5. Skautuva (626 m)

Talk about an impressive mountain! Most of the mountains in the area are grey and jagged, but Skautuva is the exact opposite. The first 400 metres follow the same trail as the one to Steigtind only, once you reach the pass, you follow the trail on the right. From here the ascent is not particularly steep and the landscape is green and fertile, but void of large bushes or trees. In fact, it reminds me a bit of Iceland. To be honest, I could spend hours lying on the green slopes, relaxing and enjoying the midnight sun. Perfect for a long evening hike!

6. Hunstadtoppen (218 m)

The lowest ‘mountain’ on the list and a very popular hike, especially for those who live on the Hunstad/Mørkved side of town. Since I am from the other side of town, I had not actually been there until only a few years ago. Even though the summit is quite low, the views of Saltenfjord and the Børvass peaks are wonderful.

7. Per Karlsatind (1036 m)

This is one of the best known and most popular hikes in the Bodø area. The mountain is part of the Falkflåg mountains that make up the mountain mass called Børvass peaks. The trail starts in the parking lot on Fjell, just south of Saltstrømmen on national highway 17. From here the trail is rather steep and the hike takes around 3–4 hours, depending on how quickly you walk (some people need less time). The last section of the trail is quiet exposed and you’ll have to scramble over large rocks, which may not be everyone’s cup of tea. The views along the trail are wonderful but, when I was there, the fog rolled in just as I climbed the last hundred metres to the top… Needless to say, I’ll definitely return!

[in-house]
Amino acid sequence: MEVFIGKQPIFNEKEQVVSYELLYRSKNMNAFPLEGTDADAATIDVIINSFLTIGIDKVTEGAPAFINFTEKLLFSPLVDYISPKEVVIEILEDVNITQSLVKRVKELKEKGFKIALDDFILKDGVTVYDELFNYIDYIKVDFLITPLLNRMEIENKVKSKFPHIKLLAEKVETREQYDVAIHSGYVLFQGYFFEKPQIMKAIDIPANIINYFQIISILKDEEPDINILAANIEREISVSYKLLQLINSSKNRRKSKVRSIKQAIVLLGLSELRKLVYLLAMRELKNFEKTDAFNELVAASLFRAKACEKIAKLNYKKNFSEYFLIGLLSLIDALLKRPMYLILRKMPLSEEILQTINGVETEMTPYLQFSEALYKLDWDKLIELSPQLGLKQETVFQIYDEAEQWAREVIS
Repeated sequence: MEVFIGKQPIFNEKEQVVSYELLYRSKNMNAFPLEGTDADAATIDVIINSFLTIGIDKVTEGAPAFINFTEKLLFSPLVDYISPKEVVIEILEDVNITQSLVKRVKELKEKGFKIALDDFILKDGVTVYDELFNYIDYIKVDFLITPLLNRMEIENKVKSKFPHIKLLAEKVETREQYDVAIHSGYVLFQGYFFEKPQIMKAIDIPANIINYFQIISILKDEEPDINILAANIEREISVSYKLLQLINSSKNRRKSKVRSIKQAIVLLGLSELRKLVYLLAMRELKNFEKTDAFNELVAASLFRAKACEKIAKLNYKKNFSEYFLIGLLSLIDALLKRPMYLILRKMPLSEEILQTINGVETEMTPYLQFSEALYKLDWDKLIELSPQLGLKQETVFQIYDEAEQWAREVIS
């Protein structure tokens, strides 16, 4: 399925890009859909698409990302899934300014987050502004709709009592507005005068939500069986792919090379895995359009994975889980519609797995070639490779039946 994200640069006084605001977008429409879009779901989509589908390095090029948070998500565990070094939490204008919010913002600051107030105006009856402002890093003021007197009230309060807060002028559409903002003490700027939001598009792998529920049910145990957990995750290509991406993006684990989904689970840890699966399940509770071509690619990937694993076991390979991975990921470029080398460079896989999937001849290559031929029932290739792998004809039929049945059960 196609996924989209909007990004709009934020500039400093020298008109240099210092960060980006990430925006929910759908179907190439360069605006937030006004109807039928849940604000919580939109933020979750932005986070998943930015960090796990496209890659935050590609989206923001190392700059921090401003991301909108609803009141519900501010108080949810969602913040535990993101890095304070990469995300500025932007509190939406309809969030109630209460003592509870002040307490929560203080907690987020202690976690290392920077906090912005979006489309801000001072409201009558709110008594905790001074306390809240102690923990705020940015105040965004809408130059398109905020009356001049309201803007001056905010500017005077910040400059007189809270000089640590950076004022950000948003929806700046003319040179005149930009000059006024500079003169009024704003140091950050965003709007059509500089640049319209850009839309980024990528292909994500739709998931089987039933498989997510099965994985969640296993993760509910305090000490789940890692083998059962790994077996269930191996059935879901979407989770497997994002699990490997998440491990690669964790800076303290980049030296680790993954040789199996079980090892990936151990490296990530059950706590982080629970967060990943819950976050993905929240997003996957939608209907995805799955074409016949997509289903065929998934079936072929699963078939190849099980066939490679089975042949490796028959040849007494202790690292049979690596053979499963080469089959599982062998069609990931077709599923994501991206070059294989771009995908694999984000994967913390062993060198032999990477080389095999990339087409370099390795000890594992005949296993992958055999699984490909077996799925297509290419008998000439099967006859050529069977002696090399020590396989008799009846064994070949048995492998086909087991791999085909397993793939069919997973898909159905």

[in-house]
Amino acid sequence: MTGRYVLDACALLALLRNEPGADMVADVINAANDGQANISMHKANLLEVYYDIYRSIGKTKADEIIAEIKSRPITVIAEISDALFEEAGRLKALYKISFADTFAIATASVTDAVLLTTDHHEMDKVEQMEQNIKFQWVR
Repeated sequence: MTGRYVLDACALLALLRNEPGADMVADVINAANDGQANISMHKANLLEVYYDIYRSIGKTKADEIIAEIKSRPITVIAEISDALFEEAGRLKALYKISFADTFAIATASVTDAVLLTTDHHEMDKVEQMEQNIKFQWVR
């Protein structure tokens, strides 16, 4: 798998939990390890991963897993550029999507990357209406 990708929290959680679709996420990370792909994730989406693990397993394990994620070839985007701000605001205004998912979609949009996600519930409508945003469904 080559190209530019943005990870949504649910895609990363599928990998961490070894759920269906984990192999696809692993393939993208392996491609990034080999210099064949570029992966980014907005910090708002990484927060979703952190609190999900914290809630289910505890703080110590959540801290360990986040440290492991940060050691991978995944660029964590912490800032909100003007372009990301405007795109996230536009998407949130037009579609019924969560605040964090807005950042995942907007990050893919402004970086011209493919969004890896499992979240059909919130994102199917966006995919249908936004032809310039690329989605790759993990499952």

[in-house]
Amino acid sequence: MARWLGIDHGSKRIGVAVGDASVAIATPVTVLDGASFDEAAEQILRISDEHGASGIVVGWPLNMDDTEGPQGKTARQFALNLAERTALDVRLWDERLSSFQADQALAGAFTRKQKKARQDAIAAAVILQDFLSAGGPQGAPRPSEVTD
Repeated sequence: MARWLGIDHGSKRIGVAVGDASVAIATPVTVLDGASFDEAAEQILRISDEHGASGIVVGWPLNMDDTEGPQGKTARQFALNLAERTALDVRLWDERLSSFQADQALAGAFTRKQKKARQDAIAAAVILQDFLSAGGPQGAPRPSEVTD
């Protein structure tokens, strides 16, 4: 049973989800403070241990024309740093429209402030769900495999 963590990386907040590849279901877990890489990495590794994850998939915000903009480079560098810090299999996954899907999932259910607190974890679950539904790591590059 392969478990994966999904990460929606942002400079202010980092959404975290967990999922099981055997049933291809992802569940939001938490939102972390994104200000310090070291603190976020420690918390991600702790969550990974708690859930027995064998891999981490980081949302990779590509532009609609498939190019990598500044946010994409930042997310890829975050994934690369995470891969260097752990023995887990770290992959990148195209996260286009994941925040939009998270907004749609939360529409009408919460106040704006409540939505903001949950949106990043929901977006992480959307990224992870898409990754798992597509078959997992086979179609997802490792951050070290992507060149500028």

8. Litltind (717 m)

Wow! Take about incredible views! In spite of the ‘little’ in the name, Litletind is not a particularly low mountain (at 700 metres in elevation), but it still doesn’t take very long to reach the top. In other words, the trail is quite steep… The mountain is the smallest of the Mjelle peaks north of Bodø, hence the name.

9. Finnkonnakken (518 m)

Perfect for a late afternoon hike. This mountain is not particularly high, but offers fantastic views of Steigtind, the Mjelle peaks and mountains on the Kjerringøy peninsula. The trail starts on the road to Festvåg, after which you can enjoy several hours of delightful Norway nature.

10. Seta (670 m)

Seta is located on the Kjerringøy peninsula. The trail is steep and can be quite unpleasant when it’s wet. On the other hand, it doesn’t take long to reach the top and the summit offers amazing views of both the mainland and Lofotveggen – not to mention the steep and jagged peaks surrounding it (including Strandåtinden). In spite of the good weather on the day I hiked it, there were mist clouds over the peaks on Kjerringøy, so the views were, sadly, somewhat limited.

11. Svensdalsfjellet (607 m)